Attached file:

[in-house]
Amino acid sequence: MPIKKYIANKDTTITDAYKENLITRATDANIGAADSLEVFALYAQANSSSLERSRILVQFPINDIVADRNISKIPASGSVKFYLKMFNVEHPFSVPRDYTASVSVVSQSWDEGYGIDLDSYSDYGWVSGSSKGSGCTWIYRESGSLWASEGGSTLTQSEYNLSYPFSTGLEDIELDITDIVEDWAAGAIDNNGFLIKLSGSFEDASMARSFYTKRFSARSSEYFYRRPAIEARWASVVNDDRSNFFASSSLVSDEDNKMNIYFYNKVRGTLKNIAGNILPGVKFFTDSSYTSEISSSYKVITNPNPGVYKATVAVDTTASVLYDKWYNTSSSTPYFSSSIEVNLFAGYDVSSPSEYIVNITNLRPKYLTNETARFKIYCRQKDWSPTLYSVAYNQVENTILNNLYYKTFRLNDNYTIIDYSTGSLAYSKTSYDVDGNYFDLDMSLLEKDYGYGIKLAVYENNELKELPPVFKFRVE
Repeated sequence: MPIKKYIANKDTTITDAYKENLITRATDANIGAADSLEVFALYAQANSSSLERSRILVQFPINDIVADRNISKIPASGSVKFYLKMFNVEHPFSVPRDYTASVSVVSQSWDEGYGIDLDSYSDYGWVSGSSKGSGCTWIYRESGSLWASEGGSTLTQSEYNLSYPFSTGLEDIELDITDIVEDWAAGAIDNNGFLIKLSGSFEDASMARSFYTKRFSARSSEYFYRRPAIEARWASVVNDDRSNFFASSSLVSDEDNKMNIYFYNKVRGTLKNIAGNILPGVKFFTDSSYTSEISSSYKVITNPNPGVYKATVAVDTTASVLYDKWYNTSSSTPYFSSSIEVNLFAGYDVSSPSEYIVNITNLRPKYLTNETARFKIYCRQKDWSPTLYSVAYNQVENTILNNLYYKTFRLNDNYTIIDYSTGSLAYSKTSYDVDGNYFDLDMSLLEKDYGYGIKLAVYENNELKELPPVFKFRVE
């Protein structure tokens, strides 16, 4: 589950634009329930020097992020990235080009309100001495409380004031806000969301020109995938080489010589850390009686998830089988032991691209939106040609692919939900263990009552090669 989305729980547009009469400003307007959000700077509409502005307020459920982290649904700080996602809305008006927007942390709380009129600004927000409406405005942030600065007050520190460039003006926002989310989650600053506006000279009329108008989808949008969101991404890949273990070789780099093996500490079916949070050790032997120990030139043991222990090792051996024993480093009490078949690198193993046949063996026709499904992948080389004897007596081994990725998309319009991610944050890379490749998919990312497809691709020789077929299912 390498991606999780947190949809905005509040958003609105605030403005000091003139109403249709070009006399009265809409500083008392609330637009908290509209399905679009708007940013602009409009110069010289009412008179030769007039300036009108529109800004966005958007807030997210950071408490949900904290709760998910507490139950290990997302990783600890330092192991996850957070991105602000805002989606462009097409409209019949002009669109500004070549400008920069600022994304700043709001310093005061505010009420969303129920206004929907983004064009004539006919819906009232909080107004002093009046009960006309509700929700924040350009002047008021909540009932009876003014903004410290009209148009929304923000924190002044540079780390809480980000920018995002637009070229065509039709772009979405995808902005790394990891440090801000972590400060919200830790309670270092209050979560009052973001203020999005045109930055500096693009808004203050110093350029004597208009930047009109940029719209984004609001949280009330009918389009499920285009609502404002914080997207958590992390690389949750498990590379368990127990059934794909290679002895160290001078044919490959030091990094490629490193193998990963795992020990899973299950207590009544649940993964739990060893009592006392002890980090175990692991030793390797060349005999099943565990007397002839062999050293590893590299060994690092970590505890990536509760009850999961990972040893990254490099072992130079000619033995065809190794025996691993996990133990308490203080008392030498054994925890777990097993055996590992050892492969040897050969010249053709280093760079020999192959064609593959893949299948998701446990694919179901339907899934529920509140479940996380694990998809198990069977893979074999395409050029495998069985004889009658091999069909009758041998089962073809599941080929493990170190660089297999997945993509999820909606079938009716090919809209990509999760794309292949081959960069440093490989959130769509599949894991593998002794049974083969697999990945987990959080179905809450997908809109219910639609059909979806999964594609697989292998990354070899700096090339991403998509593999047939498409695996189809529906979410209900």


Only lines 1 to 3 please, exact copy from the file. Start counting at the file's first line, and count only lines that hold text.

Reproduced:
[in-house]
Amino acid sequence: MPIKKYIANKDTTITDAYKENLITRATDANIGAADSLEVFALYAQANSSSLERSRILVQFPINDIVADRNISKIPASGSVKFYLKMFNVEHPFSVPRDYTASVSVVSQSWDEGYGIDLDSYSDYGWVSGSSKGSGCTWIYRESGSLWASEGGSTLTQSEYNLSYPFSTGLEDIELDITDIVEDWAAGAIDNNGFLIKLSGSFEDASMARSFYTKRFSARSSEYFYRRPAIEARWASVVNDDRSNFFASSSLVSDEDNKMNIYFYNKVRGTLKNIAGNILPGVKFFTDSSYTSEISSSYKVITNPNPGVYKATVAVDTTASVLYDKWYNTSSSTPYFSSSIEVNLFAGYDVSSPSEYIVNITNLRPKYLTNETARFKIYCRQKDWSPTLYSVAYNQVENTILNNLYYKTFRLNDNYTIIDYSTGSLAYSKTSYDVDGNYFDLDMSLLEKDYGYGIKLAVYENNELKELPPVFKFRVE
Repeated sequence: MPIKKYIANKDTTITDAYKENLITRATDANIGAADSLEVFALYAQANSSSLERSRILVQFPINDIVADRNISKIPASGSVKFYLKMFNVEHPFSVPRDYTASVSVVSQSWDEGYGIDLDSYSDYGWVSGSSKGSGCTWIYRESGSLWASEGGSTLTQSEYNLSYPFSTGLEDIELDITDIVEDWAAGAIDNNGFLIKLSGSFEDASMARSFYTKRFSARSSEYFYRRPAIEARWASVVNDDRSNFFASSSLVSDEDNKMNIYFYNKVRGTLKNIAGNILPGVKFFTDSSYTSEISSSYKVITNPNPGVYKATVAVDTTASVLYDKWYNTSSSTPYFSSSIEVNLFAGYDVSSPSEYIVNITNLRPKYLTNETARFKIYCRQKDWSPTLYSVAYNQVENTILNNLYYKTFRLNDNYTIIDYSTGSLAYSKTSYDVDGNYFDLDMSLLEKDYGYGIKLAVYENNELKELPPVFKFRVE